-Photo by Hussain Afzal

I met an old friend of mine the other day for the first time in 20 years.  A white working-class man, from a working-class area of Birmingham, England.

He said, “I’ve moved back to Birmingham to look after my parents.  They’re old and frail. I’ve reduced my working hours as well, so I can look after them.”

I asked, “Do you get paid for that?”

He said, “No.”

I said, “But you’re white.”

“I know.”

“White people are not renowned for looking after their elderly. On the contrary, well known for putting them in an old people’s home and seeing them once every three months.”

“I know,” he replied. “But I don’t want any regrets. I don’t want to regret not having looked after them.”

I thought this to be admirable. Excuse my prejudice but this is a white working-class man. Wasn’t he meant to have moved to Spain with his girlfriend for lots of sea, sun and sex and then just turn up for the funeral and cake?

It put some of my Indian and Pakistani friends to shame. A lot of them have certainly packed up their bags and moved away to pursue flash cars, numerous wives, casinos and illicit weekends in Dubai hotels.

Saying things like, “Oh, my parents are not old, they’re only 85, they’ve got at least 10 years left and they don’t really need me yet”. Obviously, they will be there just in time for the chicken biryani and jalebis.

This must be a new development because it is our culture to look after our parents. It goes without saying – love them or hate them. No matter how irritated or annoyed by them we are, there is no question about it, when they’re old you just have to do it. It’s in the Asian contract when you’re born.

Or, that used to be the case.

When I was a kid I used to go to people’s houses for dinner where they would make jokes about white people sticking their parents in homes. It was a running joke that white people didn’t value their elders the way we did. Now, it seems the tables have turned.

My parents have been such dominant characters in their children’s lives. Larger than life characters that have their noses in all our business, had our lives planned out before we are born, always know best, are always right, can find you a better husband than you can, know much more than we’ll ever know, and their favourite line, “If you don’t look after us now, you’ll pay for it in the next life”.  This makes us all so scared that we immediately start doing the washing up and helping them up the stairs.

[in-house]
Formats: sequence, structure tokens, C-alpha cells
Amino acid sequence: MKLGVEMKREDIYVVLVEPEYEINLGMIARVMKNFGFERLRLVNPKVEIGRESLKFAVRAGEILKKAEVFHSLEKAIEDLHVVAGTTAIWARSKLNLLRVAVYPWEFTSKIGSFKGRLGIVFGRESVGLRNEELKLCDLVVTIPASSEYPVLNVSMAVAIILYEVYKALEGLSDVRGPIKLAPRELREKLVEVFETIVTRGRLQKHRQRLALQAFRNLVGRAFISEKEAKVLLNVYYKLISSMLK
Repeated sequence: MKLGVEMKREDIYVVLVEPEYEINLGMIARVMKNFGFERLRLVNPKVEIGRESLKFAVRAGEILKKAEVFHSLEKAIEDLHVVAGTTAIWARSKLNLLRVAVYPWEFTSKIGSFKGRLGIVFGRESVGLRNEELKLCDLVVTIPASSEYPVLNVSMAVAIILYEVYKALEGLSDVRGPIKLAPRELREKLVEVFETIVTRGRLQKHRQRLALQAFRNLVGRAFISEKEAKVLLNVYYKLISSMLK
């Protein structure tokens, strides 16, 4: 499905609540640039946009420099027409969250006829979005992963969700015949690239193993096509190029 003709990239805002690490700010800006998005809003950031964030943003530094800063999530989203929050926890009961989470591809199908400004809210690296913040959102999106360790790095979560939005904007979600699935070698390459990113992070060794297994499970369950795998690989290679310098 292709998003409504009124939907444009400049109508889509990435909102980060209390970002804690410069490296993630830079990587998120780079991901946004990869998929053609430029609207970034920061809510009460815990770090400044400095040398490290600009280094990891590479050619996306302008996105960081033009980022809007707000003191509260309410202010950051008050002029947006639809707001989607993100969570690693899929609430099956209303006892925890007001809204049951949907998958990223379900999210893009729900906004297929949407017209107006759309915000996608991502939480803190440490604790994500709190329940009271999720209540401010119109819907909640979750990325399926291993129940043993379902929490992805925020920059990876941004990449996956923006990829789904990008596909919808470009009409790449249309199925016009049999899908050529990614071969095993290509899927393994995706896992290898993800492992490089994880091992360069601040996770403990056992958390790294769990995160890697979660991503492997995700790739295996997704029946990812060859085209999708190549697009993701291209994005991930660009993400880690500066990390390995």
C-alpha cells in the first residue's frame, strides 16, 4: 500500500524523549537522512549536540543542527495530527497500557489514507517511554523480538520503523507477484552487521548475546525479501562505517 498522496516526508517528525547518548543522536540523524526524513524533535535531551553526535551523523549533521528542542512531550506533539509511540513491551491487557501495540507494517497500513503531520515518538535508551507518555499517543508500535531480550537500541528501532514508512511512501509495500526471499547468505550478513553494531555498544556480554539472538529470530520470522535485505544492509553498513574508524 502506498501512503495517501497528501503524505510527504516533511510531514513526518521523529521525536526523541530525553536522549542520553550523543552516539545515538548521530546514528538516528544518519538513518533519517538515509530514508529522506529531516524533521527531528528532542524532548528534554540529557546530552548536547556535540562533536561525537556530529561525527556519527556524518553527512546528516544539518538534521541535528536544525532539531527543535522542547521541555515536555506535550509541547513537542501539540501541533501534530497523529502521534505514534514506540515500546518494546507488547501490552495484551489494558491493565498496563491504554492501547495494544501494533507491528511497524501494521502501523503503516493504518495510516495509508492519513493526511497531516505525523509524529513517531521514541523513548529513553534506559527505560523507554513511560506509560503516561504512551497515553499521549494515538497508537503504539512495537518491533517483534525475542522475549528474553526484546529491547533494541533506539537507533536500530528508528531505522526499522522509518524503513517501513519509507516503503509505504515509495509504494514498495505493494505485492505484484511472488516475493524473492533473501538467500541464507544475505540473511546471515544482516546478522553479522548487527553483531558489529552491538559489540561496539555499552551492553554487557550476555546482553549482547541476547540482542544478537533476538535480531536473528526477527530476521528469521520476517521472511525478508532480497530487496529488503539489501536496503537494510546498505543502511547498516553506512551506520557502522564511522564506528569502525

I can’t imagine my parents ever not being alive. They have always been alive. I think I take their being alive for granted. I can’t imagine a life without my mother saying, “Why have you brought those dirty shoes inside the house?” and, “Where are my grandchildren?” and my dad saying, “Are you sure your male friend is gay?”

I don’t think about them not being here, because I can’t see it. I can’t imagine it, but there would probably be no worse feeling than living with regret. You can’t hug your parents after they’re dead. And nothing will ever prepare me for that loss, with regret thrown in as well; it might just be the most awful way to live the rest of your life.

Asians often think of themselves as a superior race, “we make good doctors, good husbands, loyal wives, well-educated children; we work hard, we know all about respect and are top of the league in judging other races and cultures,” but maybe all that is a thing of the past.

My generation and those coming after me are turning white and the real white people are turning Asian. We’d better watch out, otherwise soon people will be saying, “God, those Asian people have no respect for their elders, no family values. They’re lazy, immoral and way too liberal!”

We could learn a lot from the white man who we thought would throw his parents to the dogs.

 


The author is an award winning stand-up comedian and writer. She has performed all over the world. A columnist for The Guardian UK, she was named Columnist of the Year at the prestigious PPA Awards. Find out more from her website.

 


The views expressed by this blogger and in the following reader comments do not necessarily reflect the views and policies of the Dawn Media Group.

Shazia Mirza is an award winning stand-up comedian and writer. She has performed all over the world. A columnist for The Guardian UK, she was named Columnist of the Year at the prestigious PPA Awards. Find out more from her website. Follow her on Twitter @shaziamirza1.